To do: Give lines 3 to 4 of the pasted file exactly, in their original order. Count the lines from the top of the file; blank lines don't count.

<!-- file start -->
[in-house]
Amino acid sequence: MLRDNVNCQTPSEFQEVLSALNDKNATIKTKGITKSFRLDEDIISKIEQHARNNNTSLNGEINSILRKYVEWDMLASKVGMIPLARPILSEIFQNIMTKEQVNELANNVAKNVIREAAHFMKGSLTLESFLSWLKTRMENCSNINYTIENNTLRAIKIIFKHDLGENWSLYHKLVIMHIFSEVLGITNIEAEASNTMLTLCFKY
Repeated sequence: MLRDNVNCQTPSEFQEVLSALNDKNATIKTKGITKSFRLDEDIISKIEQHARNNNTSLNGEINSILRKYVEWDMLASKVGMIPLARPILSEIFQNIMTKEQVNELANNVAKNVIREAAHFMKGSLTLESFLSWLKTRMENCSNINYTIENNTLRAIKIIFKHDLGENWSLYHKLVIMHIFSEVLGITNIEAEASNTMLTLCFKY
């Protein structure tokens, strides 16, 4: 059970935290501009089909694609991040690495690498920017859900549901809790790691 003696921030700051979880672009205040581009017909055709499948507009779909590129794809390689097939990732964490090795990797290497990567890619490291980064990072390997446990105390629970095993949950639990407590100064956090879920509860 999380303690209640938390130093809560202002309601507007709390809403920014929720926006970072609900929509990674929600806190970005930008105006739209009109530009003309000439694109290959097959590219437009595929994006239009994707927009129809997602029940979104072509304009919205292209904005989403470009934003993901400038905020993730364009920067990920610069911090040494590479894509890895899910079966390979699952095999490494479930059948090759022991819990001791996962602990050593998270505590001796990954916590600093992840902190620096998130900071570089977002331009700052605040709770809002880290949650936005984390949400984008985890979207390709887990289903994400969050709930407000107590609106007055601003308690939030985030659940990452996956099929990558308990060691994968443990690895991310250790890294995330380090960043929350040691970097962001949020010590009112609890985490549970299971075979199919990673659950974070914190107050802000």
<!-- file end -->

Repeated sequence: MLRDNVNCQTPSEFQEVLSALNDKNATIKTKGITKSFRLDEDIISKIEQHARNNNTSLNGEINSILRKYVEWDMLASKVGMIPLARPILSEIFQNIMTKEQVNELANNVAKNVIREAAHFMKGSLTLESFLSWLKTRMENCSNINYTIENNTLRAIKIIFKHDLGENWSLYHKLVIMHIFSEVLGITNIEAEASNTMLTLCFKY
């Protein structure tokens, strides 16, 4: 059970935290501009089909694609991040690495690498920017859900549901809790790691 003696921030700051979880672009205040581009017909055709499948507009779909590129794809390689097939990732964490090795990797290497990567890619490291980064990072390997446990105390629970095993949950639990407590100064956090879920509860 999380303690209640938390130093809560202002309601507007709390809403920014929720926006970072609900929509990674929600806190970005930008105006739209009109530009003309000439694109290959097959590219437009595929994006239009994707927009129809997602029940979104072509304009919205292209904005989403470009934003993901400038905020993730364009920067990920610069911090040494590479894509890895899910079966390979699952095999490494479930059948090759022991819990001791996962602990050593998270505590001796990954916590600093992840902190620096998130900071570089977002331009700052605040709770809002880290949650936005984390949400984008985890979207390709887990289903994400969050709930407000107590609106007055601003308690939030985030659940990452996956099929990558308990060691994968443990690895991310250790890294995330380090960043929350040691970097962001949020010590009112609890985490549970299971075979199919990673659950974070914190107050802000």